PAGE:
Saturday, February 1, 2014

How "Babymouse: Queen of the World!" is changing things for our kids

                As far as I know, things like Babymouse: Queen of the World! by Jennifer L. Holm and Matthew Holm didn’t exist when I was a kid.  This book, the first in a series, was published in 2005, right when I was graduating high school.  I can’t help but think how far books for children, and especially books that are appropriate for struggling readers, have come since I was a child.  Babymouse is, in my opinion, one book series in a growing movement of books that are changing the face of reading for children.

                Poor Babymouse suffers from a problem most children have—she really wants to be liked.  Actually, she really wants to be queen, but she will settle for being assistant queen to the undisputable queen in her school, Felicia Furrypaws.  Right now, Babymouse’s best friend is Wilson the Weasel.  He’s been around helping her since kindergarten, and she’s looking forward to watching monster movies with him on Friday.  In school, Babymouse hears that Felicia Furrypaws is having a slumber party, and she is determined to do anything she has to in order to get an invitation, even letting Felicia Furrypaws turn in Babymouse’s book report as her own!  She finally gets an invitation, but Felicia Furrypaws’s party is on the same night she is supposed to watch monster movies with Wilson.  In the end, Babymouse learns a lesson about who her true friends are, and what it really means to be queen.

                Babymouse: Queen of the World! is a graphic novel.  Personally, I think I need to start reading more graphic novels because my mind gets so confused with all that is going on within each page.  The only colors that illustrator Matthew Holm uses for this graphic novel are white, black, and pink.  Babymouse likes to daydream a lot, and when she goes into her daydreams, Matthew Holms helps us know that by changing the background from white to black or pink.  Like any genre, graphic novels have certain characteristics.  I think it is important to remember, and to help teach our children, that certain concepts about print (like right to left, up and down) will not always work for these texts.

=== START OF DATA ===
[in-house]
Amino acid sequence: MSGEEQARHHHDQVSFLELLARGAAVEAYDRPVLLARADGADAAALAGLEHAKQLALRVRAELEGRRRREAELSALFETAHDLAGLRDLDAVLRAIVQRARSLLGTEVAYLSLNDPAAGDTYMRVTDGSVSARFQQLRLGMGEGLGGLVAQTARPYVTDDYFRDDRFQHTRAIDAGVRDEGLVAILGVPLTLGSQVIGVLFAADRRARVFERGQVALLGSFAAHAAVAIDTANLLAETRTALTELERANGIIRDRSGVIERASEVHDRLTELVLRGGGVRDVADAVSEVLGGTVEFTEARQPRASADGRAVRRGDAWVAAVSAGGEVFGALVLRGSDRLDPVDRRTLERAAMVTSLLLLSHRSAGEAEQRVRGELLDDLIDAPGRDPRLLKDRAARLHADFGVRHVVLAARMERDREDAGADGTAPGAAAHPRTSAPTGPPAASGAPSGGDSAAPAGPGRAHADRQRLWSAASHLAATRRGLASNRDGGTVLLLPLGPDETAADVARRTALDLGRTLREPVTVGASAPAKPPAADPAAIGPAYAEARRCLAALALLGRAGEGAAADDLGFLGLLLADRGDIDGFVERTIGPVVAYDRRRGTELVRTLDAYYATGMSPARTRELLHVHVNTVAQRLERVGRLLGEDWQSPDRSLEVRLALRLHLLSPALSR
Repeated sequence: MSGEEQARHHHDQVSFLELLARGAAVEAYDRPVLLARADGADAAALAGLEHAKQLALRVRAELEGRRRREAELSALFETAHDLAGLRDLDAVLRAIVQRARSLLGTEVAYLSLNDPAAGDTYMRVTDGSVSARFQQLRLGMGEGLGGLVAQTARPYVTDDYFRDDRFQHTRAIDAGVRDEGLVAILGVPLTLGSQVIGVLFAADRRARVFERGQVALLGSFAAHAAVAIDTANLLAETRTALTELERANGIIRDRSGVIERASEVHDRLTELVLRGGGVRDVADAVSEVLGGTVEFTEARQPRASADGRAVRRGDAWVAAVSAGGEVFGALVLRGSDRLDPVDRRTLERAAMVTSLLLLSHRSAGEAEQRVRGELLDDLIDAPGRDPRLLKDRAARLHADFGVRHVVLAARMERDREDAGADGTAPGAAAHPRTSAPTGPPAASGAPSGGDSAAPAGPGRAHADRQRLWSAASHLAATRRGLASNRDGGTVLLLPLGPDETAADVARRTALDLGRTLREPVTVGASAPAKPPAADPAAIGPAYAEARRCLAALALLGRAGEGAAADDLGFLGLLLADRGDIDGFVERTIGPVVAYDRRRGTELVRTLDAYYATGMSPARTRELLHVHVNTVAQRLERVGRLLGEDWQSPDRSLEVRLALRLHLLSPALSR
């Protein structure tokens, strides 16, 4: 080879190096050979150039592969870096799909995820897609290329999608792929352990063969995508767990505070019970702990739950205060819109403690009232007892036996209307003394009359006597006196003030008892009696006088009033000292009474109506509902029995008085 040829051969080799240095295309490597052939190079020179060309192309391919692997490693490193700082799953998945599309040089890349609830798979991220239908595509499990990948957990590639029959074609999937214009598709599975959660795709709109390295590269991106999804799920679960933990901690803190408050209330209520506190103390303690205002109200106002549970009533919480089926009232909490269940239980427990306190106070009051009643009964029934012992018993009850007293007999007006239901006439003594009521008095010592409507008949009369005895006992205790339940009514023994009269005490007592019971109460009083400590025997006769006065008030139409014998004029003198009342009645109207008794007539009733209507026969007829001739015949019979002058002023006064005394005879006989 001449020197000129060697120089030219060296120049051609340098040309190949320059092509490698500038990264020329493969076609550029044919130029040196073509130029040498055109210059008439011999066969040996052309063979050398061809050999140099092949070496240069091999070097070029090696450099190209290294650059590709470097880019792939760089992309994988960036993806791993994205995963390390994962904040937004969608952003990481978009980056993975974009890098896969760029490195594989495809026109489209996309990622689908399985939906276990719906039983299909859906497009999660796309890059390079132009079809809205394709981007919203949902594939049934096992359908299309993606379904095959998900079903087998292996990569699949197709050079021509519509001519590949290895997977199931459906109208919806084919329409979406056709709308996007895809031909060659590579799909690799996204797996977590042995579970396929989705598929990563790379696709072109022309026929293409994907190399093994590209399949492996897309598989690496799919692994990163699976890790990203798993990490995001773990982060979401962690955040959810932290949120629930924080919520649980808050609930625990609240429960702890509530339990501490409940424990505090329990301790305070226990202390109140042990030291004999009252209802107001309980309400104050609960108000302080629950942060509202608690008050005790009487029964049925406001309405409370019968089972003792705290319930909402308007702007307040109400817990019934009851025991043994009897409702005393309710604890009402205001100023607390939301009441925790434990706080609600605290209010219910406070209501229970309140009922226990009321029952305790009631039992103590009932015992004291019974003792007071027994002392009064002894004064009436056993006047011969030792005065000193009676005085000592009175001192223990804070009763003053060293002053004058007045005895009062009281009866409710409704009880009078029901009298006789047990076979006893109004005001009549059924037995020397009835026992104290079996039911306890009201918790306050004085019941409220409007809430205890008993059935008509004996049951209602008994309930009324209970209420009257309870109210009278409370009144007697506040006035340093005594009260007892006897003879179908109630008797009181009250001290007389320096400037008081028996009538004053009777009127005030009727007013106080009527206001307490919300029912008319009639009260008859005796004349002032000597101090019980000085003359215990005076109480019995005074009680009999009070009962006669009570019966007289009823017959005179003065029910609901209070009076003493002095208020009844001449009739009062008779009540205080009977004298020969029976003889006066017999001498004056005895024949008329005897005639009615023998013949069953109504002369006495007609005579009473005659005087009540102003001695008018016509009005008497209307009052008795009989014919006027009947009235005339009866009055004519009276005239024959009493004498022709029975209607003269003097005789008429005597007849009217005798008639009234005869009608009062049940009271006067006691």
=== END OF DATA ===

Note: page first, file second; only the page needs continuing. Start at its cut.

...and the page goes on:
I am thrilled that books and characters like Babymouse exist.  Our children need these books, and books like it.  (Squish, also written by Jennifer L. Holm and Matthew Holm are extremely popular with my students as well.)  By the time students get to fourth grade, there is this assumption that they can read.  “Middle Grade books,” books that are targeted towards approximately 4-6th graders, often feature children that are my students’ age.  So many of my children can’t read those books.  Moreover, they have been unsuccessful as readers for so long that they don’t even know what good reading feels like.  They’ve never had the joy of reading a book and loving it.  Most of the books that are on their reading level are “baby books” that they don’t really want to read.  No fourth grader is going to be happy solely reading books about first graders.  They have this idea in their head that all of them should be reading Diary of a Wimpy Kid, The Hunger Games, and Percy Jackson.  Enter Babymouse.  She’s changing the game, folks.

                Babymouse is different for a lot of my children because it is one of the first times in a long time that they have felt successful as readers.  I’ve loved watching my kids finish an entire Babymouse book in one class period.  They get excited because they have read over 90 pages in one class.  For some of them, that has never happened.  I know that the text is easy, and that there are few words on one page, but think about it.  For a child who hasn’t felt success within a book in a very long time, this single feat can begin to change things for them.  Last year at the National Book Festival, I had the opportunity to meet Jennifer L. Holm and Matthew Holm.  I stood there, waiting for them to sign books for two of my boys who had birthdays coming up.  When I finally met them, I actually started to cry as I tried to thank them for what they’ve done for children today.  They were the kindest, sweetest people I had ever met, and they got a little teary-eyed too, I think.  We need authors like them, and we need books like this for our children.  Jennifer L. Holm is actually a two-time Newbery Honor winner, and I love that she is spending time writing books like Babymouse: Queen of the World! because we so desperately need them.  So thank you Jennifer L. Holm and Matthew Holm, for helping change things for our children.
Click here to visit Jennifer L. Holm's blog!
Click here for a book trailer by Random House about Babymouse!
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1 comment:

  1. I chose to read a book in the Diary of A Wimpy Kid series rather than a Babymouse book because I thought the pages in the Babymouse series were too busy, so appreciated reading your response to this book.